A matter of respect

The Philippine press is often characterized as belligerent, rowdy, rambunctious, and noisy. Possibly it would not be called such if not urged. The freedom the press generally enjoys in a democratic setting today gives it a requisite for more responsibility.

Conversely, some government officials and persons exemplified with disagreeable images could easily threaten the press by filing suits according to the libel law. On March 14, Associate Justice Presbitero Velasco sued the editor of an online news agency of libel for an article that allegedly “portrayed him as an unethical person without delicadeza who has wantonly violated the Code of Judicial Conduct and existing laws.”  In the news article, it said Velasco allegedly agreed with the majority of the SC justices to allow appointive officials to stay in their posts even after the filing of their candidacy for the benefit of his son, when the law prohibits them to do so.

Velasco is among the government officials who use the libel law to curb journalists of their freedom for being ‘irresponsible’. However it is imperative for a journalist to work under ethical standards and responsibilities arranged set by the media agency he/she belongs. There have been many journalists acquitted of libel. They are acquitted either through paying huge amounts of penalty, by satisfying the aggrieved party through an apology, or if the complainant is incapable of proving the defendant guilty.

Several house bills on decriminalizing libel have been passed but are still pending. We are in favor of decriminalizing libel. Rather than saying this is for the protection of journalists against the cases, it is more rightful to say this is to maintain press freedom, and to still enable press to work as watchdogs. We are in favor to decriminalize libel since officials continue to unjustly use the law to threaten the press. The criminalizing of libel law itself is not a total nuisance if complainants understand well the functions of the press. An amendment would do well. Nevertheless, we look at the present treatment to the libel law.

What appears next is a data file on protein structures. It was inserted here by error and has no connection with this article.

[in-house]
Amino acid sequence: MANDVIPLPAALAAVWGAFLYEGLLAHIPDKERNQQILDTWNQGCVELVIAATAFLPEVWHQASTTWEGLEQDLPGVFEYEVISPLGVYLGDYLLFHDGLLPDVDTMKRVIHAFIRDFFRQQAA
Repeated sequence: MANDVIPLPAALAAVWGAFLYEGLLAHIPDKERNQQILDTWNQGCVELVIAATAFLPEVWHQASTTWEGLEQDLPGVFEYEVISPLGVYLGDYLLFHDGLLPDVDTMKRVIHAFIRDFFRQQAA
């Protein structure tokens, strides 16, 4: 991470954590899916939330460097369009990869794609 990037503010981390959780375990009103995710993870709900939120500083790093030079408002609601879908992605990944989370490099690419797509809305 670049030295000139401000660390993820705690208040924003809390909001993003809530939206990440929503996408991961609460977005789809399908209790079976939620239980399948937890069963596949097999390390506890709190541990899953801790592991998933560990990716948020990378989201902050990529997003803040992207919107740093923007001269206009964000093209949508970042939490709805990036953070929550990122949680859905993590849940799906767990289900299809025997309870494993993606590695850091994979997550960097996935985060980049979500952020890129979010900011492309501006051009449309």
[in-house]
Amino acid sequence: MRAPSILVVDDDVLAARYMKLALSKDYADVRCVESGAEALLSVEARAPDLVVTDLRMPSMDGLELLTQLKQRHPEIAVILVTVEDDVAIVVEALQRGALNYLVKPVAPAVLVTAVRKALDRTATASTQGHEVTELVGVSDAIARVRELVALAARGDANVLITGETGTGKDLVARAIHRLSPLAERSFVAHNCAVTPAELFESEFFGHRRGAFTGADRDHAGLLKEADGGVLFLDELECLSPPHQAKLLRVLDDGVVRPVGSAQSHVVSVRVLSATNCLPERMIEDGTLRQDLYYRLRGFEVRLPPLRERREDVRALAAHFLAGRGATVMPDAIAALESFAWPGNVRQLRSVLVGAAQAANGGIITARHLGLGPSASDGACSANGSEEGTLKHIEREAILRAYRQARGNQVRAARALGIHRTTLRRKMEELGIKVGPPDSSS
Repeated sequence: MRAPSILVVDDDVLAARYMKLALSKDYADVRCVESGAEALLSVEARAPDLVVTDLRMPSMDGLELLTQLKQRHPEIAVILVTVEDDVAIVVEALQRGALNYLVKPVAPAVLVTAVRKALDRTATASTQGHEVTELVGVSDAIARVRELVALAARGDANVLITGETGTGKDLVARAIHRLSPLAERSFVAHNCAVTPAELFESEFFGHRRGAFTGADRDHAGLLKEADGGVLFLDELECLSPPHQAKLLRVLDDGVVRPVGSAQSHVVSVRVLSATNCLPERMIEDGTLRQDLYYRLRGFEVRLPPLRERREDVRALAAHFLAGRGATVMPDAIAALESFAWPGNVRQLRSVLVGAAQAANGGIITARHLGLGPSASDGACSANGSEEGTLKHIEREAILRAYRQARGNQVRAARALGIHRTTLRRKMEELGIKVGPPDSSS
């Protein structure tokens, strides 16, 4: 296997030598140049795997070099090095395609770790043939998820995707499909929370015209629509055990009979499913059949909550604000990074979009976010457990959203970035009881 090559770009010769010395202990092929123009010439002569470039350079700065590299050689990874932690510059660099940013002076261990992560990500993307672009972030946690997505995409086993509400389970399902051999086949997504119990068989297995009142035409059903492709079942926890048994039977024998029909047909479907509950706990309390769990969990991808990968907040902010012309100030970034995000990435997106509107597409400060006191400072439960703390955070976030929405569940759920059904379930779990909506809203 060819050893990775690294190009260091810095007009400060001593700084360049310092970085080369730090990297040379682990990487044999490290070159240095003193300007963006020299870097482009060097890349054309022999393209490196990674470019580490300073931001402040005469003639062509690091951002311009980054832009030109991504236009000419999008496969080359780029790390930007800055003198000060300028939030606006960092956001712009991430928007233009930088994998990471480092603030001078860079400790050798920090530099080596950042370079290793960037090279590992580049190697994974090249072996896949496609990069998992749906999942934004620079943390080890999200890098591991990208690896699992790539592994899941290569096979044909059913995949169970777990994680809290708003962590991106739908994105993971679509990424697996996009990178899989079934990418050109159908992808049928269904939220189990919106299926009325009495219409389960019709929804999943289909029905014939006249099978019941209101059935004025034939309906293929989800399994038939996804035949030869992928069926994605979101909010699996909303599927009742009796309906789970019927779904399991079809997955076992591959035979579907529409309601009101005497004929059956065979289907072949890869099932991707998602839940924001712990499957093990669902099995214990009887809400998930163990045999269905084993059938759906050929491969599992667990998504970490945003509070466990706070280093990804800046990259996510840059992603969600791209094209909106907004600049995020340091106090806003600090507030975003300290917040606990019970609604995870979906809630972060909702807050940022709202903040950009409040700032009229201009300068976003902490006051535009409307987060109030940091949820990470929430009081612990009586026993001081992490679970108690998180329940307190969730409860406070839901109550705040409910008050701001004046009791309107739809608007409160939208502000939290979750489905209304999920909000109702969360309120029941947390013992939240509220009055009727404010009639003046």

How the law is treated by complainants produces a ‘chilling effect’ upon the media. When libel law is sued to a journalist, he/she automatically is guilty. He only gets acquitted if proven innocent. (Refer to article on definition of libel) Some definitions in the Philippine libel law are vague and ridiculous, e.g. malice in law.

Velasco after filing the case asked for P1 million as payment for the damages. This is another loophole. The libel law does not say anything on penalties. Some journalists cannot afford to pay for legal representation – one point gained by the aggrieved party. To be acquitted of libel, no matter how verified the information in the article is, some journalists have no option but to pay an amount.

We are not speaking to merely put an end. As far as media ethics are concerned, decriminalizing libel would not necessarily entitle the press to say whatever they want. The members of the Philippine press must still adhere to creeds, standards, and responsibilities. They wouldn’t harm a public official to satisfy them personally; for in the first place, they entered the profession not for this purpose.

Filipinos are image builders and preservers. Apparently, the reasons of public officials for suing libel are the same – the journalist has besmirching their images. Likewise, a journalist too holds an image. It only requires both parties a matter of respect for the duties of each.

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One thought on “A matter of respect

  1. Actually, the vagueness of the law (ie malice in reporting and the concept of truth) is actually a loophole most journalists use to get away with it. The problem with decriminalizing libel is that politicians would not leave it like that without asking something in return.
    Example: Right of reply being coupled with FOI act. If one sees the light, then the other will also have to be passed. That is Philippine politics.

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